These are a range of roses bred in the U.K. by renowned breeder David Austin. They are modern reproductions of old romantic style roses with soft cupped petals, arching branches and are all repeat flowering and perfumed to some extent. The flowers can also be cut for the vase.


These are a wonderful collection from the French Rose Breeders Delbard. They are renowned for their huge range of colour, form, fragrance and elegance. The roses are strong, vigorous growers and are very well suited to Australia's climate.

Delbard Roses are planted throughout Melbourne's Flemington Racecourse.


These are an old variety with tell tale small prickles covering their stems. They are incredibly disease resistant and cold hardy. They repeat flower and bear beautiful rose hips at the end of autumn. Pruning should be limited to ensure the hips set. In late winter they can be pruned using a hedge trimmer.


Climbing roses can grow between 2m-5m depending on the variety. Those that grow less than 3m are sometimes called "pillar roses" and are suited to train on an arch or up a post. When the description says "vigorous" this usually indicates that the roses will grow about 3-5m. Climbers will need a support of some kind to grow on, such as wire or lattice so the canes can be trained horizontally. This encourages flowering along the length of the stem. If planting climbers on an archway, it is always advisable to plant a rose on each side for even coverage.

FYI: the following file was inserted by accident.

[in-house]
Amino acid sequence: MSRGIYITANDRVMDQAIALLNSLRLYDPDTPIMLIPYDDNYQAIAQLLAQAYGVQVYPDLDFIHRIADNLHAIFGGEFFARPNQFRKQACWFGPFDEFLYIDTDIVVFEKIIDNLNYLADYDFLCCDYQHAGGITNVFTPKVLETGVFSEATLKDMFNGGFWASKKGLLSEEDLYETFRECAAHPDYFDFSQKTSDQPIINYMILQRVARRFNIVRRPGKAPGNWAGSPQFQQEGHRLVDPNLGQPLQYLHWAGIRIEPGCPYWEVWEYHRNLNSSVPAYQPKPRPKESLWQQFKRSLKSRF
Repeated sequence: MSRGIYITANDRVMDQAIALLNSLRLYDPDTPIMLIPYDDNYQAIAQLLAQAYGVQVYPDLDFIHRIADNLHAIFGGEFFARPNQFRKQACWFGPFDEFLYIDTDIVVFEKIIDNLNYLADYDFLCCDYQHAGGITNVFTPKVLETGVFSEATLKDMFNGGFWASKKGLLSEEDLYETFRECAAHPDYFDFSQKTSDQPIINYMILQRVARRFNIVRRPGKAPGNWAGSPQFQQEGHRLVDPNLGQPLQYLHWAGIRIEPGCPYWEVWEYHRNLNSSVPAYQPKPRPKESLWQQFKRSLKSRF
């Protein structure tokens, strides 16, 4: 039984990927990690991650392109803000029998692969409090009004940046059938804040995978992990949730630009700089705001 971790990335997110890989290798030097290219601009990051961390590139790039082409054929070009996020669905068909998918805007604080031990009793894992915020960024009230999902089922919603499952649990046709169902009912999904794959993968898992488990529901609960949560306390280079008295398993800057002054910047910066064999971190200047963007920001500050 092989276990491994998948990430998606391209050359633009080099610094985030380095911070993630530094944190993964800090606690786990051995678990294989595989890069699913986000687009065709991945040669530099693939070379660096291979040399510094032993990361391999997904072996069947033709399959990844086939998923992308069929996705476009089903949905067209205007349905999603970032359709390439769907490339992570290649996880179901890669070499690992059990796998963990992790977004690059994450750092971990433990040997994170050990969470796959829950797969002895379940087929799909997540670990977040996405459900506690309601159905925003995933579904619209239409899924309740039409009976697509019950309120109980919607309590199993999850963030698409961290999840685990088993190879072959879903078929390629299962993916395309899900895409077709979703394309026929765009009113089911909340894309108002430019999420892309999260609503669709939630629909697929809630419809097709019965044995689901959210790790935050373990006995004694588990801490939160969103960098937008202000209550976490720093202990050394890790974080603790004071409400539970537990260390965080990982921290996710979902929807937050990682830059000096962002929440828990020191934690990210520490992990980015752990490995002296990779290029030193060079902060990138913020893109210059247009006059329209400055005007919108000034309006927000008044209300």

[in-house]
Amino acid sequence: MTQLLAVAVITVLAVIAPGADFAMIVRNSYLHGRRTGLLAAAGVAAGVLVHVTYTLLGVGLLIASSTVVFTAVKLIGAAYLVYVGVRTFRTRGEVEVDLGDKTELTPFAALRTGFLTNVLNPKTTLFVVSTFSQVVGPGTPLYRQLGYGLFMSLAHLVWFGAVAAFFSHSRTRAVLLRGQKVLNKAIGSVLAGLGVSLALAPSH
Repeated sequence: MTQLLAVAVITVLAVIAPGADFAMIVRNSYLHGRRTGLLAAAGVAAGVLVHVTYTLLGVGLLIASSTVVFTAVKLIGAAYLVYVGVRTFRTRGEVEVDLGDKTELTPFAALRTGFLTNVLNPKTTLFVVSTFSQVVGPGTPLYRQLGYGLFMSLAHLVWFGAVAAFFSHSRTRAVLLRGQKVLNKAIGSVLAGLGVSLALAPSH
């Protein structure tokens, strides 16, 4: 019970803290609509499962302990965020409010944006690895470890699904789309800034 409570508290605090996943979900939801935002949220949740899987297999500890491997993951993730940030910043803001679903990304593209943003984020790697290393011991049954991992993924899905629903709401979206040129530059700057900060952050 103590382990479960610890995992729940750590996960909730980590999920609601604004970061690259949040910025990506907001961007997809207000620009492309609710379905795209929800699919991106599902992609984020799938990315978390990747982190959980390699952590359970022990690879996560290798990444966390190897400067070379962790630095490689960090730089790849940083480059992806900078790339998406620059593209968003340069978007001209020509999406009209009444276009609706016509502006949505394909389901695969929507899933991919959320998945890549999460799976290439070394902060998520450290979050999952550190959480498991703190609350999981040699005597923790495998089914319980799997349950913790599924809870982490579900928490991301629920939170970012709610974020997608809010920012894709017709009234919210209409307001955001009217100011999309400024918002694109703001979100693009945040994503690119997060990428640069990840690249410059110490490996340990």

Banksia roses are climbers that are usually too vigorous for this kind of training and are often used for quick cover of fences and structures. They flower once each spring.


These are tough ground-hugging and repeat-flowering roses that come in a wide range of colours, most commonly under the “Flower Carpet” brand. They make an excellent massed border or potted specimen. In late winter they can be pruned using a hedge trimmer or shears.


Standard and weeping roses are simply varieties of hybrid tea, floribunda and groundcover roses that have been budded onto a tall stem .The most common height and the one we mainly stock is 90cm. Weepers are climbing or rambling varieties budded onto a 1.8m stem and are designed to cascade downwards. Both require a permanent hardwood or metal stake to support them.